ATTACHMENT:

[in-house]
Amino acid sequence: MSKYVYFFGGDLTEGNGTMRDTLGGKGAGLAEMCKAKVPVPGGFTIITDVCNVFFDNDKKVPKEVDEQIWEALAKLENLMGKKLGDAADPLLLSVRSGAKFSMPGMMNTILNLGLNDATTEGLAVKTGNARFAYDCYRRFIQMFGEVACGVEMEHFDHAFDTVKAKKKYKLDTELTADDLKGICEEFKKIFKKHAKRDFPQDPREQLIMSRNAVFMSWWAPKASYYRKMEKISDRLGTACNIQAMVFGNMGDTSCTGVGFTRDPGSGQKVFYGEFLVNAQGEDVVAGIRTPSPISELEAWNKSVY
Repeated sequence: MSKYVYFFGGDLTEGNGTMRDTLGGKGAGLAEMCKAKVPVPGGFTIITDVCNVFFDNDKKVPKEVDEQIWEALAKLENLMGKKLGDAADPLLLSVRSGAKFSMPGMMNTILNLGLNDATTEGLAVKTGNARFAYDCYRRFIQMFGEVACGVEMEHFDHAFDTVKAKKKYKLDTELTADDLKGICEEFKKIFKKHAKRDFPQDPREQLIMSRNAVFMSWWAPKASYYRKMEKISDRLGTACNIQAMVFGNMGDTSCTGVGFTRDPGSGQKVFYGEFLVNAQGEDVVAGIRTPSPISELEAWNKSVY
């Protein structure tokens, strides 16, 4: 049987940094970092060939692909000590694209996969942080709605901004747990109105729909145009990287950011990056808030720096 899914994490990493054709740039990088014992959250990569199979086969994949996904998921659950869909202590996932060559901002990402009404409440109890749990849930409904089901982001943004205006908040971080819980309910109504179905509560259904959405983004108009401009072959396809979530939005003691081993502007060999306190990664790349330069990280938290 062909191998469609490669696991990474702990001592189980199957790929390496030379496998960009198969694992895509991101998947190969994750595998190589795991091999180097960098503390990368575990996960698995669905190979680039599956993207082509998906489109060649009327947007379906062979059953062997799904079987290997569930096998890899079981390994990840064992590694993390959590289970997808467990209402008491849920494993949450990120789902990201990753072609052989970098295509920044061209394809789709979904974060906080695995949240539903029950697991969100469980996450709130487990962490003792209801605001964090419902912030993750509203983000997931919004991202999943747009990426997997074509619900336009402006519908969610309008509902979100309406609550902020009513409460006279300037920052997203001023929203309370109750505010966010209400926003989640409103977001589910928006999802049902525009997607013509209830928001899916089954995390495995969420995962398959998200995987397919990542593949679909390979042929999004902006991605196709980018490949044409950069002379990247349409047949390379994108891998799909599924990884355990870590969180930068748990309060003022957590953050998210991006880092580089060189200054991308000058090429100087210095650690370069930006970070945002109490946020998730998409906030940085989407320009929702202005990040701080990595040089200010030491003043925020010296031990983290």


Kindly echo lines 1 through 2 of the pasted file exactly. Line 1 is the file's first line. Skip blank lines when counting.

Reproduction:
[in-house]
Amino acid sequence: MSKYVYFFGGDLTEGNGTMRDTLGGKGAGLAEMCKAKVPVPGGFTIITDVCNVFFDNDKKVPKEVDEQIWEALAKLENLMGKKLGDAADPLLLSVRSGAKFSMPGMMNTILNLGLNDATTEGLAVKTGNARFAYDCYRRFIQMFGEVACGVEMEHFDHAFDTVKAKKKYKLDTELTADDLKGICEEFKKIFKKHAKRDFPQDPREQLIMSRNAVFMSWWAPKASYYRKMEKISDRLGTACNIQAMVFGNMGDTSCTGVGFTRDPGSGQKVFYGEFLVNAQGEDVVAGIRTPSPISELEAWNKSVY